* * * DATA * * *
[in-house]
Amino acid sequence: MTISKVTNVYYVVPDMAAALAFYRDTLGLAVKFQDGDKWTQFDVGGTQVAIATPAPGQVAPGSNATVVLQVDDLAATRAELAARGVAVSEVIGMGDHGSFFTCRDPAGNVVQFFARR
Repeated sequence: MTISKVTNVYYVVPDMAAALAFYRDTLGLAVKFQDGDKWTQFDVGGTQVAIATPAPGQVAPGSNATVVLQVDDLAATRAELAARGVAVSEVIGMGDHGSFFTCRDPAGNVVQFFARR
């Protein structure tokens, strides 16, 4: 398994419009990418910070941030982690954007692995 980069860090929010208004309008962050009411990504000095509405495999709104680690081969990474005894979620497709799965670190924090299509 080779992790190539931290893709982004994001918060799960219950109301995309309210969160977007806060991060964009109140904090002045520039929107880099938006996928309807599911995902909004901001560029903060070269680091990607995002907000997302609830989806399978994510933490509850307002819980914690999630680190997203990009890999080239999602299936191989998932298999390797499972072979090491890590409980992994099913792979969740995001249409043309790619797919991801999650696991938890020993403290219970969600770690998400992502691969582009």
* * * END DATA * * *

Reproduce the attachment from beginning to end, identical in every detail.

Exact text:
[in-house]
Amino acid sequence: MTISKVTNVYYVVPDMAAALAFYRDTLGLAVKFQDGDKWTQFDVGGTQVAIATPAPGQVAPGSNATVVLQVDDLAATRAELAARGVAVSEVIGMGDHGSFFTCRDPAGNVVQFFARR
Repeated sequence: MTISKVTNVYYVVPDMAAALAFYRDTLGLAVKFQDGDKWTQFDVGGTQVAIATPAPGQVAPGSNATVVLQVDDLAATRAELAARGVAVSEVIGMGDHGSFFTCRDPAGNVVQFFARR
């Protein structure tokens, strides 16, 4: 398994419009990418910070941030982690954007692995 980069860090929010208004309008962050009411990504000095509405495999709104680690081969990474005894979620497709799965670190924090299509 080779992790190539931290893709982004994001918060799960219950109301995309309210969160977007806060991060964009109140904090002045520039929107880099938006996928309807599911995902909004901001560029903060070269680091990607995002907000997302609830989806399978994510933490509850307002819980914690999630680190997203990009890999080239999602299936191989998932298999390797499972072979090491890590409980992994099913792979969740995001249409043309790619797919991801999650696991938890020993403290219970969600770690998400992502691969582009």